Comedy Festival Review: Red Bastard

by Lord Sutch

Red BastardWhew. This is going to be tricky. And possibly a bit of a wanky review. So for that I apologise.

What is comedy? Is it a construct designed solely for the purpose of amusing us? Or is there something more meaningful to it. Could it be a device to confront us and challenge beliefs or is that what you’d expect out of a high school debating competition? The way you perceive comedy will probably determine how much you enjoy Red Bastard’s show.

Purely on the grounds of hilarity this show is pretty good, there are moments of brilliance and big laughs out of the audience, but from a confrontational subversion of expectations this is one of the most creative, most brilliant shows devised.

Red Bastard enters on stage in a fashion reminiscent of burlesque dancers, hiding something before revealing the truth. Except where burlesque is used as a means of hiding then revealing sexiness, Red Bastard reveals something monstrous and hideous. Not just the character on stage but also our own fears of succeeding, of following what we truly want to.

There is no shortage of interaction. From everyone. Every single member of the audience will take part in some way or another. And if you don’t, well you get punished. By abuse, by spittle, or by Red Bastard sticking his finger in your ear.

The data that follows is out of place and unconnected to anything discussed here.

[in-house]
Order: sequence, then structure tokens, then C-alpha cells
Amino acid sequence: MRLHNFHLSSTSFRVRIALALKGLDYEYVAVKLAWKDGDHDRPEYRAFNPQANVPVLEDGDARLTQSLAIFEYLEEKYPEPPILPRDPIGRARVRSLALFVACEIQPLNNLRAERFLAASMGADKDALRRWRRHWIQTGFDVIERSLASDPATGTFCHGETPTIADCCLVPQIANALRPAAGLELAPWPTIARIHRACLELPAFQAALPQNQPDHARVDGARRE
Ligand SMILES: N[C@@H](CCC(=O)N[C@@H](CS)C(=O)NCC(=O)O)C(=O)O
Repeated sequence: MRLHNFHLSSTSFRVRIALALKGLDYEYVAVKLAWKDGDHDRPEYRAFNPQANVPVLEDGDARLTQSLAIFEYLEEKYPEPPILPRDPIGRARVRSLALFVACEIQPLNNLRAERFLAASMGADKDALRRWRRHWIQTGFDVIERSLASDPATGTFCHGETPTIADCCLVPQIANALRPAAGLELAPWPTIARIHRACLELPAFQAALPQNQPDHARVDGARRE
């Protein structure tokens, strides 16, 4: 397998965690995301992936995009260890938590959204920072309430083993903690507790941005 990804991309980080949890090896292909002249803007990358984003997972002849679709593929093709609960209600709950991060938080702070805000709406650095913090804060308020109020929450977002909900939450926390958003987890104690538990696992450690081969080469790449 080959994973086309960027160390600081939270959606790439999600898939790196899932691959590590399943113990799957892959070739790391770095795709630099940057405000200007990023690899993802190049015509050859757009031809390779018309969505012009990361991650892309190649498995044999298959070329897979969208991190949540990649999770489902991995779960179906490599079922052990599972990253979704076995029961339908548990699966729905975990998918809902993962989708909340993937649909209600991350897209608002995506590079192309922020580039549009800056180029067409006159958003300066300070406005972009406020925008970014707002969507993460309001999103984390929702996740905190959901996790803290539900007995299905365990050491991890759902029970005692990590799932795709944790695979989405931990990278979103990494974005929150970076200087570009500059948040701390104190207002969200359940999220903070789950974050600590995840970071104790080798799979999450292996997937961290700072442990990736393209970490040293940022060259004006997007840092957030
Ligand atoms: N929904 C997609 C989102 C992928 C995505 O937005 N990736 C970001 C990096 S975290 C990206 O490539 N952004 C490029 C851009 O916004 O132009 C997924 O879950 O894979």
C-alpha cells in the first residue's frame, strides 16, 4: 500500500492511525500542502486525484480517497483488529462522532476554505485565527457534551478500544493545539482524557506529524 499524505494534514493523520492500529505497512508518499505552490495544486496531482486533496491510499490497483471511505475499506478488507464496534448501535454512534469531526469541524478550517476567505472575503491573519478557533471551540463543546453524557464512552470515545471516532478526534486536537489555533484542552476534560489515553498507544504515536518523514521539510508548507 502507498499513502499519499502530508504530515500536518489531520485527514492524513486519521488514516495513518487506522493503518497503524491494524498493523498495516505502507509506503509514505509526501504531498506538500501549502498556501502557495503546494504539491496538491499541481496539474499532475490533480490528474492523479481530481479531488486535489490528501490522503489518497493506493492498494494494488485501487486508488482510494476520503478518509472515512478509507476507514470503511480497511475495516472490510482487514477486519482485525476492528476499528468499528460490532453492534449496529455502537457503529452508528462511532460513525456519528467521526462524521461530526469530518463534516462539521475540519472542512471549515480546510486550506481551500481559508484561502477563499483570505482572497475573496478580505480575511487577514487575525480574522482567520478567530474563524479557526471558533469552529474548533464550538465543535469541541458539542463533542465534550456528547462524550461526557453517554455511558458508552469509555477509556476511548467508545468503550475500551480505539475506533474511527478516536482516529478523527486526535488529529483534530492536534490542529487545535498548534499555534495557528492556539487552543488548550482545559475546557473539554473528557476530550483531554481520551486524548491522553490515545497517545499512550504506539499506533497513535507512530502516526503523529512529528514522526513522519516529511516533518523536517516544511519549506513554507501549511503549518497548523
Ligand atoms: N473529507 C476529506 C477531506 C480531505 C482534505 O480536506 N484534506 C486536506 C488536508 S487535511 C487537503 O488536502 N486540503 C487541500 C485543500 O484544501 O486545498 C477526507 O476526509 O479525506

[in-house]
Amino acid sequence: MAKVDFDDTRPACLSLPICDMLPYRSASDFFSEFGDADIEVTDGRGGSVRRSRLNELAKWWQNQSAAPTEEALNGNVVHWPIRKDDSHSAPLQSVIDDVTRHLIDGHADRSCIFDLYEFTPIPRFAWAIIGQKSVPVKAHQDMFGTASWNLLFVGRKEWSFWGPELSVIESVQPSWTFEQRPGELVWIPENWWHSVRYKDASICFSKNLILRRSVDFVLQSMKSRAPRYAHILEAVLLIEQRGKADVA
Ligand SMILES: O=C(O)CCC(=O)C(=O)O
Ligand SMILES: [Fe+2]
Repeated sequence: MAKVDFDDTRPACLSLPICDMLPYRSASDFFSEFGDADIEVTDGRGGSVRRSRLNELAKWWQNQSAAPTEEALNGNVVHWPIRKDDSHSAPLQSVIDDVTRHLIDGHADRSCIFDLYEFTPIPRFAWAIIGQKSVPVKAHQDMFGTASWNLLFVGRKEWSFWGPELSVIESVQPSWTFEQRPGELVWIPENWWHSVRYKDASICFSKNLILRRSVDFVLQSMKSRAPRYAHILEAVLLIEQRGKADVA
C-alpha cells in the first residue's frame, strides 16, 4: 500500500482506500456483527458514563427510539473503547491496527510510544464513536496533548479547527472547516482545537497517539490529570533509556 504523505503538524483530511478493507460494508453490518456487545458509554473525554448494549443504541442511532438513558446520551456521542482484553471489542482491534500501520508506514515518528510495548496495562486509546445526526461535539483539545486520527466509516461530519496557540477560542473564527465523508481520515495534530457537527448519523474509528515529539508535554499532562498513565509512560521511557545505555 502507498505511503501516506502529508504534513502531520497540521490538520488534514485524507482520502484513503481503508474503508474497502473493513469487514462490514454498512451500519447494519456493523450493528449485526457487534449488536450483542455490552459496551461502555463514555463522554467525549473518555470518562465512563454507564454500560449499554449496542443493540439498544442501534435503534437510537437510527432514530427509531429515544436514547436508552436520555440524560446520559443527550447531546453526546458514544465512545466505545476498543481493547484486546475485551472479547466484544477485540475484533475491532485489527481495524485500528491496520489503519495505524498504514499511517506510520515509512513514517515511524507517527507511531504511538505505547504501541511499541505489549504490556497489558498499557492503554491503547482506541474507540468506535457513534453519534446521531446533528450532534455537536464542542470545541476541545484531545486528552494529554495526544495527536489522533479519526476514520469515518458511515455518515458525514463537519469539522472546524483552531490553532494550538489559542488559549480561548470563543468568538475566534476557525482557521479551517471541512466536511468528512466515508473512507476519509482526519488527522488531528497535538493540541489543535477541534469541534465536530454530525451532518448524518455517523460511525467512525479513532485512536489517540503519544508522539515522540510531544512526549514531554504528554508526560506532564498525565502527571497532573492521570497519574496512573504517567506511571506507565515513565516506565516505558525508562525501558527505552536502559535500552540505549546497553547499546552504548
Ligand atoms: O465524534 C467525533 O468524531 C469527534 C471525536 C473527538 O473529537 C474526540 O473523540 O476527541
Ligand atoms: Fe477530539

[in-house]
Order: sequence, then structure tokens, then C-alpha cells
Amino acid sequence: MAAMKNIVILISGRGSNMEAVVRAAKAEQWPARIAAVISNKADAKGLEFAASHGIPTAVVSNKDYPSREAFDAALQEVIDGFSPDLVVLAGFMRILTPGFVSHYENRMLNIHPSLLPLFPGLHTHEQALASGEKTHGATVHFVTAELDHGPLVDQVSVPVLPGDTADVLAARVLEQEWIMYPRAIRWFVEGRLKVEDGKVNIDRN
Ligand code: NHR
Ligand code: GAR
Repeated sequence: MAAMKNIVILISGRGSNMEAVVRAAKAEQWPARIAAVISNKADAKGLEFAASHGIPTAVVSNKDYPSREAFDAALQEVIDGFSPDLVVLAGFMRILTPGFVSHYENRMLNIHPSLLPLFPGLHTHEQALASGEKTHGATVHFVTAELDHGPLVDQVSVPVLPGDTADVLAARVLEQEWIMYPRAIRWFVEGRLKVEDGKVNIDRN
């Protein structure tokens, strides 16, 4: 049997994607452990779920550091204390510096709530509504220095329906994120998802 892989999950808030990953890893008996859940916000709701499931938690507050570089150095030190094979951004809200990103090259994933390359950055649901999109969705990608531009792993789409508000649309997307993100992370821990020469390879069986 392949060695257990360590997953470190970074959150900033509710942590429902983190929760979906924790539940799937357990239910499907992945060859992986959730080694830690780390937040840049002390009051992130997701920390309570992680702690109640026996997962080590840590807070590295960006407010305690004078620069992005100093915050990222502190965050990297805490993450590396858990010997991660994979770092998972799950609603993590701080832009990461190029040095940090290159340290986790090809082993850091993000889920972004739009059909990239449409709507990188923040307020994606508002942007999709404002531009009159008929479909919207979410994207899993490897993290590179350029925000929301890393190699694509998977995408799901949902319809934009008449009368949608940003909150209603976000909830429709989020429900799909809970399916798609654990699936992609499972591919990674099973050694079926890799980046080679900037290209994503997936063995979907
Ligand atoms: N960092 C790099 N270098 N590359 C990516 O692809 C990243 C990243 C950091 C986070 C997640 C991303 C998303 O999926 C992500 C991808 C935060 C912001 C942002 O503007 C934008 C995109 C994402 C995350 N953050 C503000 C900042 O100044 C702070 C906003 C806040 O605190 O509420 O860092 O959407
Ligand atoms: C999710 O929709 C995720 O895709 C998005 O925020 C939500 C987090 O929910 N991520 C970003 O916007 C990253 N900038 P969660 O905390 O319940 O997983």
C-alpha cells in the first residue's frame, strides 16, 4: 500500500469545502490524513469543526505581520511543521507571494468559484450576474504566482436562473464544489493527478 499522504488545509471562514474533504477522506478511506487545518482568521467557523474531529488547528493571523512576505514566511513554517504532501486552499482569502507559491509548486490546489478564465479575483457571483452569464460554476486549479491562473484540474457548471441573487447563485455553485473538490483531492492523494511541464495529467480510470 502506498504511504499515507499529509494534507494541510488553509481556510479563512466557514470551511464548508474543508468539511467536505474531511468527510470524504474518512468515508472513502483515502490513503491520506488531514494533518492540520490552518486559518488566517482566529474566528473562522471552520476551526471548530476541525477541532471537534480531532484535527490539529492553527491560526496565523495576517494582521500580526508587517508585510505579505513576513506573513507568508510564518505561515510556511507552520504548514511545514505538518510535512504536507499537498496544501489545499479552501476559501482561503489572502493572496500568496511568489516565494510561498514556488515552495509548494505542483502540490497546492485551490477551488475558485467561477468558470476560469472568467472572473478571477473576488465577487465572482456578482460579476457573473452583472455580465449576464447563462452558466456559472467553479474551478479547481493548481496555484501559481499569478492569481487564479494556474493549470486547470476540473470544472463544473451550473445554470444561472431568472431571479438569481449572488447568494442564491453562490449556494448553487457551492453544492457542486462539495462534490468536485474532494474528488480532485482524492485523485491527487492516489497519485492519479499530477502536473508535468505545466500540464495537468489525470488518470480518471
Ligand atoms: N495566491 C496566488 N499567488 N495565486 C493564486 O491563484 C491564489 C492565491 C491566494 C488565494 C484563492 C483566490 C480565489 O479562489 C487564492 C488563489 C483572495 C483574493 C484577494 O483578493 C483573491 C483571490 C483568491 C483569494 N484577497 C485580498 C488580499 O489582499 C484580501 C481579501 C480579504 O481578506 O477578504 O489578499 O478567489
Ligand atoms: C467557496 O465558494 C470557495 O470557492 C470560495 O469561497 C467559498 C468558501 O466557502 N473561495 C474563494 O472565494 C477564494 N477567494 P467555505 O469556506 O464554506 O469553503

This last action was the source of an incredible thing to witness last night. A woman had objected to Red Bastard touching her and they’d had a minor tussle – unknown by the rest of the crowd. She then challenged Red Bastard on invading her space without her consent. And then another member of the audience yelled out something belittling her point, which in turn got rebuttal from another member of the audience. Suddenly we weren’t in a show watching Red Bastard, he was watching us with demonic glee on his face.

The woman who challenged him deserves to be applauded for standing up for something and not backing down. She ran the risk of ruining the show for everyone but her point was an interesting and valid one. Red Bastard conceded this but in a way that never lost sight of his character and what his aims were. Despite the walk-out that occurred, the show was able to continue, when in just about any other context I think this would have completely derailed it.

The emotional wringing out of the audience is intense. That’s the word that everyone uses to describe this show. Intense. And it wouldn’t be for everyone.

However if you want your comedy to be something different, and you want to be challenged then I cannot recommend this show highly enough. It is a supreme show, unlike anything I’ve ever seen. And the perfect way for me to end my reviews of comedy at this year’s festival, by far and away the most creative festival I’ve been to.

Red Bastard

May 10-14, 8.30pm, VK’s Comedy and Jazz Bar

Full Price $27.00
Concession $22.00
Group 6+ $23.00
Cheap Wednesday $21.60
*service fee may apply


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